College hockey player Drew Palmisano is living the dream of many young aspiring athletes across the country. Despite growing up in Ann Arbor, Michigan, he always had an affinity for Michigan State athletics. Growing up he spent most of his time committed to hockey, and even on the weekends he had to sacrifice hanging out with friends to travel for games with his parents. His hockey career before Michigan State included playing with different travel teams in the Detroit Metro area. He also played for a team in Omaha, Nebraska. Before attending college at Michigan State he studied at Michigan Tech. He was offered several hockey scholarships to different schools. Finding it tough to make the call, he received a call from Michigan State the day he was meant to make his decision. They offered him a scholarship he couldn’t refuse as well as they had one of the strongest hockey teams of his choices. He now says studying at Michigan State and played hockey for them is like a dream come true, although he faces many challenges still, like finding the time to get his school work done with balancing the team, and continuing to give up make social aspects of his young adulthood. He says striving to be the best and making the most of this amazing opportunity he was given makes it all worth it.
Name: Brooke Burchill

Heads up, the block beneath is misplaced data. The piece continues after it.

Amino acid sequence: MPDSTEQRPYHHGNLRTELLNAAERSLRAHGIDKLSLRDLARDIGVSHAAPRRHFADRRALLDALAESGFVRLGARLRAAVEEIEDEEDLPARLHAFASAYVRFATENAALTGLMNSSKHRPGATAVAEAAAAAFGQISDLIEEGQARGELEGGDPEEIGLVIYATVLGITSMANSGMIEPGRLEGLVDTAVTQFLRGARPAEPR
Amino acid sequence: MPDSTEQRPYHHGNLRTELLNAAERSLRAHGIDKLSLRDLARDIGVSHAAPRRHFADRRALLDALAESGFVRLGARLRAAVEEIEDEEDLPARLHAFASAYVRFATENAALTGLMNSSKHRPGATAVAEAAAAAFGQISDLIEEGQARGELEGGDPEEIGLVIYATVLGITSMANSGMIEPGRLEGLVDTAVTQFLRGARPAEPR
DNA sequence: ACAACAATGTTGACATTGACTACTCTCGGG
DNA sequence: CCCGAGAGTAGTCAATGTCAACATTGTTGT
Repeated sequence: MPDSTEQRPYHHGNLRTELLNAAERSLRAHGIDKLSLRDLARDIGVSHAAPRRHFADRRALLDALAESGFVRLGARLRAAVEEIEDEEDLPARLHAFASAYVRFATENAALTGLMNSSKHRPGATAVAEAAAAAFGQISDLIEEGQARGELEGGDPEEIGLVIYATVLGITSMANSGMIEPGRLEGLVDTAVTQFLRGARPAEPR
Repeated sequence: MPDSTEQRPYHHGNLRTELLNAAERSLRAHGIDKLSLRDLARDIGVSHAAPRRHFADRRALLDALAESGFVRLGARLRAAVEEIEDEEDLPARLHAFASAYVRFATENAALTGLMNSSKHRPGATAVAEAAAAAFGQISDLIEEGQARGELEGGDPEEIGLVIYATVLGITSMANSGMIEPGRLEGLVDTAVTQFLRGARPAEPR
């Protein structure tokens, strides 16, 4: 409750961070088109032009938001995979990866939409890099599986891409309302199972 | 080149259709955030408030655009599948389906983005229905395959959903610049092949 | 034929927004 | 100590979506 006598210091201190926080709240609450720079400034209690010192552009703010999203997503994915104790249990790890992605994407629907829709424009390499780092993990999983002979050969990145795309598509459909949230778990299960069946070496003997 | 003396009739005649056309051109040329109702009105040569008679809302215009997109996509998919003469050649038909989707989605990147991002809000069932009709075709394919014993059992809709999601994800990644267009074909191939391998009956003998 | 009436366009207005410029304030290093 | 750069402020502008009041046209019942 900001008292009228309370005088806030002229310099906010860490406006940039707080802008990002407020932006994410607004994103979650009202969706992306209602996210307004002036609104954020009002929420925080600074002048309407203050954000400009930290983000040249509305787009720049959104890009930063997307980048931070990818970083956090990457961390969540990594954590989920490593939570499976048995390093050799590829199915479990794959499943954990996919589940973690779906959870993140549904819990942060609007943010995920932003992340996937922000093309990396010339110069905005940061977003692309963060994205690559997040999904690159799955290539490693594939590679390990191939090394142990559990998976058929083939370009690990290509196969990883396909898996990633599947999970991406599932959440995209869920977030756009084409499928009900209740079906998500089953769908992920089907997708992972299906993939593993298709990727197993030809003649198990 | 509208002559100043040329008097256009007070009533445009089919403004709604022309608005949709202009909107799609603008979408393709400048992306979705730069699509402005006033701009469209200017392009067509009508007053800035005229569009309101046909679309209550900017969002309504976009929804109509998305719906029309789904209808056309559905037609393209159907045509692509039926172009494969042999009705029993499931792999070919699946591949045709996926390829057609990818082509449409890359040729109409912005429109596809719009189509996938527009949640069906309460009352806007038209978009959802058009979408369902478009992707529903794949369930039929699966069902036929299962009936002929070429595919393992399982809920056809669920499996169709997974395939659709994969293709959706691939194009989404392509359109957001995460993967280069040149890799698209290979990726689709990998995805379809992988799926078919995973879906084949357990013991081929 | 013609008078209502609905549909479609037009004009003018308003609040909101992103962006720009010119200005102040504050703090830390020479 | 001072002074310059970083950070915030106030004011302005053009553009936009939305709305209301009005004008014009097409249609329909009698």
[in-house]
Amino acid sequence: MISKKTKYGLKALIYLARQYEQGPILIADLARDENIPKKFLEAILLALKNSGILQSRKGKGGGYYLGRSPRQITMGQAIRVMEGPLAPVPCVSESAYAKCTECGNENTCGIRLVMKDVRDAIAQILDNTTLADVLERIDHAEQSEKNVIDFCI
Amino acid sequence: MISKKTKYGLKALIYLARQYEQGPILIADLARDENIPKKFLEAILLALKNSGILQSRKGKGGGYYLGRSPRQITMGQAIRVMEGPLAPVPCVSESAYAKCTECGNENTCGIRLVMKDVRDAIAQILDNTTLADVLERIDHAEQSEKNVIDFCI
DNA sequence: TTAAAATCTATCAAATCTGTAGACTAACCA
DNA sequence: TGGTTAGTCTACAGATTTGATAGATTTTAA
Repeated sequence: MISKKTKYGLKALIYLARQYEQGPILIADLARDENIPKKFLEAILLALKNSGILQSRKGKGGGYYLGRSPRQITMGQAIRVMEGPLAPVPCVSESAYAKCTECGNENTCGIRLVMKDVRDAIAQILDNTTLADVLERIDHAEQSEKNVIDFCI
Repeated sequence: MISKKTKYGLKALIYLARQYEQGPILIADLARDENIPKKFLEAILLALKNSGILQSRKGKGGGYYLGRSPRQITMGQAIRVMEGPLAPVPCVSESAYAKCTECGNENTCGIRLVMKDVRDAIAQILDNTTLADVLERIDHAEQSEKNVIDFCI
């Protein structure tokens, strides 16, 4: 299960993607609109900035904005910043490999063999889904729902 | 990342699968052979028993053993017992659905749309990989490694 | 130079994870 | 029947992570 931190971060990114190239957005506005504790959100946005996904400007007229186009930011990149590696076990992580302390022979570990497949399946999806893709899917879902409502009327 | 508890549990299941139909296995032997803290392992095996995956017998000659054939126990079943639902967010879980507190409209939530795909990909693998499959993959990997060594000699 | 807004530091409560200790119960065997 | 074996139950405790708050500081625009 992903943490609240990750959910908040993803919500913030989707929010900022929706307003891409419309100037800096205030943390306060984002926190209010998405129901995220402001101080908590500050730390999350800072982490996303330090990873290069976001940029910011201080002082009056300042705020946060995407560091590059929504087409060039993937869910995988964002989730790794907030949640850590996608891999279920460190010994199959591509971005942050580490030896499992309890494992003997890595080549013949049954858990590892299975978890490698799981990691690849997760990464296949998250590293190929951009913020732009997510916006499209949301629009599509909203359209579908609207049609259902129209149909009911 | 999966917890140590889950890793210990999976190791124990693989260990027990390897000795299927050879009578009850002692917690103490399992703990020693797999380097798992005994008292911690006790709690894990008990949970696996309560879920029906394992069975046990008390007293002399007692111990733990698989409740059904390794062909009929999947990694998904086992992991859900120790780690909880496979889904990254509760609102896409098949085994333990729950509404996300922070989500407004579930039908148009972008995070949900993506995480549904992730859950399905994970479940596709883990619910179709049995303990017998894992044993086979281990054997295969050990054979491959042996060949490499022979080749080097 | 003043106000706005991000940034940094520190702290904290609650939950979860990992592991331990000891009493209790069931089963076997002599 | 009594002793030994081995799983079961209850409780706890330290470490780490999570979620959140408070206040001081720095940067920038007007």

“Hopefully I’ll play pro hockey”. How many times has that phrase been muttered by some Wayne Gretzky hopeful? Well, when Michigan State University junior Drew Palmisano says those words, he means it, and there’s a good chance he can make them a reality.
The Ann Arbor native claims that his, “supporting cast is the key to succeeding in sports.” With help from his mother and extended family, Palmisano has been able to push through anything life throws at him. He survived a blood disease that almost ended his career at a young age.
During his freshman year at MSU, Palmisano looked up to teammate Jeff for inspiration. “He was a captain, leader of our team,” Palmisano said, “[Jeff was] there twenty minutes before practice started and fifteen minutes after.”
So what can we expect from this young skater? Dedication. Palmisano said that hockey is his number one love and he has, “so many goals; I want to do so much.” As he looks forward to his future in hockey, MSU student look forward to another great year from him.
Name: Megan Smith